NIPPON Kichi - 日本吉

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ビシャゴ姉妹岩 Bishago-shimai-iwa Bishago Sisters Rocks

Jp En

Saganoseki Cape in Oita Prefecture features a magnificent scenic spot known as Seki-zaki. The southern side of this spot, Kurogazaki, was selected as one of Japan's top 100 beaches.

Adding to the special atmosphere of this beach are the Bishago Sisters Rocks, two rocks linked by a rope. They are a symbol of Kurogazaki as well as famous for a legend about 'ama' (women divers). It is said that when the Kanmu Emperor was traveling east, Izanaginomikoto lost his holy sword in the sea. Isago and Masago, two sisters who were divers, retrieved the sword from a gigantic octopus. The nest day, a thunderstorm broke the rock into two. Ever since, the two sisters have been enshrined in each rock.

Sunrise on New Year's day is a popular time to come to this place, and many neighbors come at this time.
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舳倉島・海女 Hegurashima・Ama Hegura Island and the Ama

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Hegura Island is located about 48km north of the Noto Peninsula. The shore has complicated inlets and cliffs formed by exposure to rough waves. The island is about 13m high and some 5km around and is small enough to explore in an hour.

In the past, fishermen from Wajima on the opposite shore would come here during the summer fishing season. But now, the number of inhabitants is increasing. Thanks to currents and landforms, it has many good fishing spots and is especially popular with ama, professional woman divers, who were described in an ancient poem in the Manyoushu (A Collection of a Myriad Leaves).

The views around the island have not changed so much over time and, in summer, many ama come here to dive for fish. In fact, the island is mainly fished by ama, their main catch being abalone, agar, soft seaweed and turban shells.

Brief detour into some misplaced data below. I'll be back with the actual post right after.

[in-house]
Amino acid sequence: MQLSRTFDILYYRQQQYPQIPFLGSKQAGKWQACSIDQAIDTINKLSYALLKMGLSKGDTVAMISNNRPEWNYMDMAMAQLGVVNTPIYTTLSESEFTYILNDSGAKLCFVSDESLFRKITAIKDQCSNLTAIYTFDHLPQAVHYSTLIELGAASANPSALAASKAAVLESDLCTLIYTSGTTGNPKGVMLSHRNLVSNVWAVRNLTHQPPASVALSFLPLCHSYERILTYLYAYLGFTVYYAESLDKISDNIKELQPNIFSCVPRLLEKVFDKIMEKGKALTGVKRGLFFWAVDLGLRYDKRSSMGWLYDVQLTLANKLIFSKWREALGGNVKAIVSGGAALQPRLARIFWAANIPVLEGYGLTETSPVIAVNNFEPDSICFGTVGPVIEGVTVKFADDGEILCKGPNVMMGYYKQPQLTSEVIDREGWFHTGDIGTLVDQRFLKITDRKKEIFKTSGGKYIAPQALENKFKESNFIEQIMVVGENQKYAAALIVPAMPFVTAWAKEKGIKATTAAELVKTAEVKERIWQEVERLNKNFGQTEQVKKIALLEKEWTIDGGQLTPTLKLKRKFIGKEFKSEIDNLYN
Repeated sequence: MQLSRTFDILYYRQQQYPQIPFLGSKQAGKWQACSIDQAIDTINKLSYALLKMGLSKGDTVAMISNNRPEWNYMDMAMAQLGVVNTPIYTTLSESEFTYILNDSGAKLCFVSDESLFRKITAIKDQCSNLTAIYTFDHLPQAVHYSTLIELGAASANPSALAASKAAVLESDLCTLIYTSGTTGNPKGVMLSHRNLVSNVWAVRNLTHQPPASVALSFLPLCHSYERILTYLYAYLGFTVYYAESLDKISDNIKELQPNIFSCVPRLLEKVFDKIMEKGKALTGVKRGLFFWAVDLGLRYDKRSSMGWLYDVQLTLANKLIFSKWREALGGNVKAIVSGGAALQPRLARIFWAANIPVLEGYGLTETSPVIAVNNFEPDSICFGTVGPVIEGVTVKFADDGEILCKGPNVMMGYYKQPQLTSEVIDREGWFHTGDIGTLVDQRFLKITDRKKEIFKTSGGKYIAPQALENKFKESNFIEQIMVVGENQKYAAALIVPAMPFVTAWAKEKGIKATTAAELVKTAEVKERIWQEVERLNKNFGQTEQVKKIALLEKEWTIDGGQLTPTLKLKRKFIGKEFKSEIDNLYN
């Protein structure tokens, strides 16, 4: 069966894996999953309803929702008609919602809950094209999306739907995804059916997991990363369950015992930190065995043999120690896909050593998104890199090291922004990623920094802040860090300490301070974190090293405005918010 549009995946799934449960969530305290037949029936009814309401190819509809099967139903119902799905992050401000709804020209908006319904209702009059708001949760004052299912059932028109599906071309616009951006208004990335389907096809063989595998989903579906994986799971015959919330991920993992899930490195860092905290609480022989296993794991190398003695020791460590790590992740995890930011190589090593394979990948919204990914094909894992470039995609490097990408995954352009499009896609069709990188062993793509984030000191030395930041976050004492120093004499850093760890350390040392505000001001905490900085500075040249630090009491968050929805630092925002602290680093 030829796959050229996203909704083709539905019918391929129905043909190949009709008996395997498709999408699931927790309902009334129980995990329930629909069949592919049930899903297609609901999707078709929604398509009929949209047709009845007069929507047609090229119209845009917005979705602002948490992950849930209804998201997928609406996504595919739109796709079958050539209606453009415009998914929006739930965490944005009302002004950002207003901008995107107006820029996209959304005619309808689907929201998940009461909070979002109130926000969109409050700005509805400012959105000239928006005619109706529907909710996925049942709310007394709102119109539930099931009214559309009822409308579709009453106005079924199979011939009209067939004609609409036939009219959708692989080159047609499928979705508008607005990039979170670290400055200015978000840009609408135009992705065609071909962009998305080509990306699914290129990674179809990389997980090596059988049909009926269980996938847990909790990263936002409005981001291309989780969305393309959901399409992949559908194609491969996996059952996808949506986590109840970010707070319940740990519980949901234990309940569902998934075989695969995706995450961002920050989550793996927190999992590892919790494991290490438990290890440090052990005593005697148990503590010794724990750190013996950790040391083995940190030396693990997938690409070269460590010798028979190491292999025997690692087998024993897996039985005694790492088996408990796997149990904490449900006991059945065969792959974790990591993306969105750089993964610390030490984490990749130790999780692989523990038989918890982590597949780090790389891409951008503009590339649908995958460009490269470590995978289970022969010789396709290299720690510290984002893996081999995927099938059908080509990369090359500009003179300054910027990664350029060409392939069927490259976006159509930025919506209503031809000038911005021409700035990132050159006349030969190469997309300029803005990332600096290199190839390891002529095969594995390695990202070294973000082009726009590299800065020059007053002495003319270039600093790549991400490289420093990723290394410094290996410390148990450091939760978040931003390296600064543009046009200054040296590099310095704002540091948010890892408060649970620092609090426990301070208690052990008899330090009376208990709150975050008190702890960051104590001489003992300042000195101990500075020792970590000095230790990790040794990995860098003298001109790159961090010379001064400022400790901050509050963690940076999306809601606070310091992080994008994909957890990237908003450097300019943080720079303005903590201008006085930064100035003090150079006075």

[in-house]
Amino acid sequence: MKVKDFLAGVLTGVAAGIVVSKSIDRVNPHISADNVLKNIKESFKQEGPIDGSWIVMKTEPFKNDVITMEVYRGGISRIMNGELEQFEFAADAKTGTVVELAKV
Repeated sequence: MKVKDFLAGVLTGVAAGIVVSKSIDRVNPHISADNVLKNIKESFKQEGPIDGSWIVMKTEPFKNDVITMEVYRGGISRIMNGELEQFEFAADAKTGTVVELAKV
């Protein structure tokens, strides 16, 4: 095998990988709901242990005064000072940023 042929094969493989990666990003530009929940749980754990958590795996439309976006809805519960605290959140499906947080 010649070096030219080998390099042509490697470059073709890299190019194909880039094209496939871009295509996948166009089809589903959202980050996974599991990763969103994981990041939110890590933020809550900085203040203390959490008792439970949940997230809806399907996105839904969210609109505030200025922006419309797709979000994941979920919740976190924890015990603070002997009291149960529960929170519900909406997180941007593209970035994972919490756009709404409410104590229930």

In addition, the island is a good resting place for birds migrating between Japan and the Asian Continent. In fact, there are some birds that can only be seen here in all Japan.
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伊雑宮 Izawanomiya Izawa-no-miya Shrine

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Izawa-no-miya Shrine is located in Isobe-cho, Shima-shi, Mie Prefecture. The tutelary deity is Amaterashimasusume-oomikami-no-mitama (the Sun Goddess in Shintoism).

The people in the local area call the shrine Izougu, along with many other names such as Isobe-no-miya and Isobe-no-daijingusan. Both Izawa-no-miya and Takihara-no-miya are located in Taiki-cho and are referred to as Tou-no-miya of the Amaterasu-oomikami because they share the same tutelary deity and are both far from the inner shrine (Naiku) of the Ise Grand Shrine.

Izawa-no-miya was established some 2000 years ago, and is said to have been constructed after the Koutai-jingu Shrine when the mythical Yamatohime-no-mikoto was visiting Shimakuni (Shima Country) while searching for a minie-dokoro (land to find offerings for Koutai-jinja). She met Izawatomi-no-mikoto who commanded that Izawa-no-miya be built.

Izawa-no-miya is the only shrine which has a kanda (a ricefield for gods) and the annual rice planting that takes place in June is famous for being one of the three big rice planting festivals of Japan.

The temple is venerated by many fisherman and woman divers (ama) who pray there, and it has become a custom for them to get an Iso-mamoru (charm or talisman) at Izawa-no-miya and wear it before entering the sea.
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"Nippon-kichi" leads you to places, people and things that reveal a certain Japanese aesthetic.

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